Photograph by Tracey Snelling
Tenement Without Pity: Tracey Snellings' 'Tenement' contains a world of rent-by-the-hour stories.
Tracey Snelling and Michael McMillen fashion miniature worlds at de Saisset show
By Michael S. Gant
THE OPENING SHOT of Alfred Hitchcock's Psycho pans across the skyline of Phoenix, slowly closing in on an anonymous apartment building. Probing for an opening, the camera finally tracks through an open window to expose lovers Janet Leigh and John Gavin post-coitus. Oakland artist Tracey Snelling's remarkable new installation, "Dark Detour," at the de Saisset Museum, re-creates in 3-D the voyeuristic frisson of Hitchcock's classic sequence.
In a large, darkened room, past illuminated signs for the Red Head Piano Bar and the Edison Hotel, Snelling has assembled two miniature high-rise apartment buildings out of a grab-bag of materialswood, plaster, wire, chips of colored plastic, photographs of facades. The one called Tenement is a bit over 6 feet high; Downtown about 4 feet. These seedy residences of the last resort look like architectural models gone to ruin, with peeling paint, tiny strands of dented chain-link fencing, roofs, clotheslines hung with tiny garments.
The detail is astonishing, but what really distinguishes these self-contained worlds is the sense of life unfolding within. Tiny panels of glowing light in each window allow us to catch glimpses of desperate lives. Using lights, tiny DVD players, film strips and photo transparencies, Snelling has filled her buildings with brief encounters. A clip of Jack Nicholson ranting from Carnal Knowledge ("Look sister, I'm out in the jungle eight hours a day!") loops in one window, furtive couples pass through distant doors, a man and woman embrace passionately, a bored woman swivels back and forth in a chair.
An ambient film noir soundtrack animates the action further: snippets of "A Town Without Pity," a verse from a Billie Holiday blues, the click-click of high heels escaping down a hallway, the nonstop buzz of street traffic. Here and there, curtains thwart our curiosity, but many of the rooms are as open to surveillance as the apartments Jimmy Stewart saw out his Rear Window, another Hitchcock film that Snelling draws on for inspiration. And indeed, if you kneel down and look closely enough, there's a still of Stewart and Kelly from the movie. It is easy to imagine that you are a private detective peeping through these windows, waiting for the blow of an alabaster ashtray to the head or the thrust of a knife through the ribs.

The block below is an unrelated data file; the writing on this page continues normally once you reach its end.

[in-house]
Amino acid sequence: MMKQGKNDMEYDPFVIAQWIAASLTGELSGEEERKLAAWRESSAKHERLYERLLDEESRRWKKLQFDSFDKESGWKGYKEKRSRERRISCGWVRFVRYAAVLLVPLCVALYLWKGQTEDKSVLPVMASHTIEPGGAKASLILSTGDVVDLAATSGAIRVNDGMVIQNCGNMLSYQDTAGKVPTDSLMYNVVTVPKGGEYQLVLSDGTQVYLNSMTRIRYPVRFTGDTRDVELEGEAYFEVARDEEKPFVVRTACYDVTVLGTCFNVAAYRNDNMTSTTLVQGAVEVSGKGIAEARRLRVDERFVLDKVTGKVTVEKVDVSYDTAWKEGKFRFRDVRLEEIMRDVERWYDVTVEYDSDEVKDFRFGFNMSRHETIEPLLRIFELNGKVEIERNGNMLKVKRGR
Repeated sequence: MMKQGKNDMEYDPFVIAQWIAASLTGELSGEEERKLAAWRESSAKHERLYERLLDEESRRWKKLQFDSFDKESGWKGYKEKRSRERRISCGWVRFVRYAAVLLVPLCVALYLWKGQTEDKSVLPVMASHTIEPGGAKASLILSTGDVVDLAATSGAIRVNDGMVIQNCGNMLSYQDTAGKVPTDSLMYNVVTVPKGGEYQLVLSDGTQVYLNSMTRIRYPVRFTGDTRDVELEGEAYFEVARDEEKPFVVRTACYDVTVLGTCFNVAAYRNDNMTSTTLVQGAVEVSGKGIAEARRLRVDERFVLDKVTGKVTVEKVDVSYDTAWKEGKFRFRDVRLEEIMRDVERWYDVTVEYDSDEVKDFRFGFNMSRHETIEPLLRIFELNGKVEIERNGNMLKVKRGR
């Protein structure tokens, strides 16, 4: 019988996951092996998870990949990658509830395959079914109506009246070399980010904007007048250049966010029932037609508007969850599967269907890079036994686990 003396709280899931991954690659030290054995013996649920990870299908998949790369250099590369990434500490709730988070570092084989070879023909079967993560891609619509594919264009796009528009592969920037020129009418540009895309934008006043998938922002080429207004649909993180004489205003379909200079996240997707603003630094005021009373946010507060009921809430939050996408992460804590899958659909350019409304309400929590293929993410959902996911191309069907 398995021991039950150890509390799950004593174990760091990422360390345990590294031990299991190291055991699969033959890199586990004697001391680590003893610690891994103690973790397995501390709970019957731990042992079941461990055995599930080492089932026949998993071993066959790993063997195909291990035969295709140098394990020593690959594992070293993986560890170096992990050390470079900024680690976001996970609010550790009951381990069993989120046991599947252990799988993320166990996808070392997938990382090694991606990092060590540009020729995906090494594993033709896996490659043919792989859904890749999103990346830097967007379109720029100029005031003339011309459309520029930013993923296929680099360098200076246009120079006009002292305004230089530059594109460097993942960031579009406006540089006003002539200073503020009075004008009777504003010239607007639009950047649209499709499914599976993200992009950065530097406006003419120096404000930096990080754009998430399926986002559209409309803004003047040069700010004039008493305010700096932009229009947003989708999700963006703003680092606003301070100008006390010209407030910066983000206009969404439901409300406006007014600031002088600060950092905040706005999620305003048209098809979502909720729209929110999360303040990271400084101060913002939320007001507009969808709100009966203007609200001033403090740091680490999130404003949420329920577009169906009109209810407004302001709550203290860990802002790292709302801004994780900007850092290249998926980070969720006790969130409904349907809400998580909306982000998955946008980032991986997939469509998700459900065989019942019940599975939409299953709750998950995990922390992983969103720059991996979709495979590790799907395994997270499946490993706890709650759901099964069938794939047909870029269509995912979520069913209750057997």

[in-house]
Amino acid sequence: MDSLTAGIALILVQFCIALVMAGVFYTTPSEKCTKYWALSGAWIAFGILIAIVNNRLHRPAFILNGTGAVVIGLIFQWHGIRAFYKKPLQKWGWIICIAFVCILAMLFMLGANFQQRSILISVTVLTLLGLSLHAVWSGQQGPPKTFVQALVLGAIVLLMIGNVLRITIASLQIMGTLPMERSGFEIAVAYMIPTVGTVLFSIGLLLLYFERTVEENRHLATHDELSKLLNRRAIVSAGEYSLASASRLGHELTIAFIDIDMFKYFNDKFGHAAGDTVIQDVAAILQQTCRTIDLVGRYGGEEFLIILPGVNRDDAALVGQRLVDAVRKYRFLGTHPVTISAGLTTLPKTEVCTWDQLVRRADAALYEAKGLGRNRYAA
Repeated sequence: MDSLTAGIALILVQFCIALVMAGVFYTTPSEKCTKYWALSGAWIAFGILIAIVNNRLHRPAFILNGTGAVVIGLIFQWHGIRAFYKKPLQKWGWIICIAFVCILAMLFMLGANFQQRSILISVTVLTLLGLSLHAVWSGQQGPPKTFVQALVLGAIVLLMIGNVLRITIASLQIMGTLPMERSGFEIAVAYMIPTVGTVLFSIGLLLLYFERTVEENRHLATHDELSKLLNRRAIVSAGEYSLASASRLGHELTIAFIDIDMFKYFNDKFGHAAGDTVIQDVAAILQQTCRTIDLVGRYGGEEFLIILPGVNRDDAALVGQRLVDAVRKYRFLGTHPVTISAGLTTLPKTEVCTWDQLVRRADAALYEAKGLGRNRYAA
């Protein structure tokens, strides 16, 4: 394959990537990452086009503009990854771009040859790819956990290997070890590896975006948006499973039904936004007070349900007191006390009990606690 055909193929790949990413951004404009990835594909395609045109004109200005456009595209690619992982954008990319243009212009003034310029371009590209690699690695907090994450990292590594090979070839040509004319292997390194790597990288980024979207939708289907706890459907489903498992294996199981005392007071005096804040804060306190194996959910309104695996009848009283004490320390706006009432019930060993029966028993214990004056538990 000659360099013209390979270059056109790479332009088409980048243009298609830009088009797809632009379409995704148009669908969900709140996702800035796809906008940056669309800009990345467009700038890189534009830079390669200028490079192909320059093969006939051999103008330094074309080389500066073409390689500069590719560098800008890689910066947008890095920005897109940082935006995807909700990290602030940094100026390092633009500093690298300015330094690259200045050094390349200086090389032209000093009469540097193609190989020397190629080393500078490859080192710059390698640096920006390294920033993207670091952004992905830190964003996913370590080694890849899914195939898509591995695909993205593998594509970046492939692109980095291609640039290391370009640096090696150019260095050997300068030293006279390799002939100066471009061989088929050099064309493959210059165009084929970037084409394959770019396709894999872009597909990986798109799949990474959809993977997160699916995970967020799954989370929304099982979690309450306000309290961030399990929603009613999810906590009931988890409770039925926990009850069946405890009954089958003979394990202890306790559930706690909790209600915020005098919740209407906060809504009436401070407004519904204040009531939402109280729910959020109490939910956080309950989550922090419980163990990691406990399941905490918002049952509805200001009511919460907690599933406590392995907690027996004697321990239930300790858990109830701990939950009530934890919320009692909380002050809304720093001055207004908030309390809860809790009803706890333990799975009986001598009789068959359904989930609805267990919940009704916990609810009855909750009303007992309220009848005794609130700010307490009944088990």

Snelling, who has shown meticulously constructed miniature crime scenes at the San Jose Institute of Contemporary Art in the past, is the Raymond Chandler of installation artists. In a final triumph of atmosphere, Snelling took Tenement outside to the roof of her own East Bay home and photographed it time-lapse fashion at night against the San Francisco skyline across the bay. She projects the image against a wall, and as the lights randomly flicker on and off in the distance, the model becomes a permanent part of the real Naked City.
Snelling's work is complemented by Michael C. McMillen's room-sized Red Trailer Motel. McMillen, who has worked as a prop designer for Hollywood films (including Blade Runner), has assembled a ramshackle, corrugated-tin-sided desert motel, complete with rusting oil cans, a cow skull, license plates, hand-painted frosty "Ice" sign, cast-off hubcaps, bald tireseverything except a bug light.
Radically toying with scale, McMillen invites viewers to step up to three doors mounted with micro-fish-eye-lens peepholes. Through these peepholes are miniature dioramas that appear to be stretch deep into some imaginary space, leading to rubble-infested alleyways and up ramps to deserted warehouses. Behind one door, a DVD screen shows artificially aged found footage of planes and industrial plants. These scattered images flash in the sky above a complete miniaturized town. In a bit of inspired lunacy, behind the back windows of one of these dioramas, McMillen has mounted an aquarium. Stare long enough and a brightly colored fish will flash by like some sea monster in an abandoned town submerged by the waters of a dam. McMillen's roadside attraction is tantalizingly familiar and yet completely off the grid.
Dark Detour by Tracy Snelling and Red Trailer Motel by Michael C. McMillen show through March 18 at the de Saisset Museum, Santa Clara University, 500 El Camino Real. (408.554.5125)
Send a letter to the editor about this story.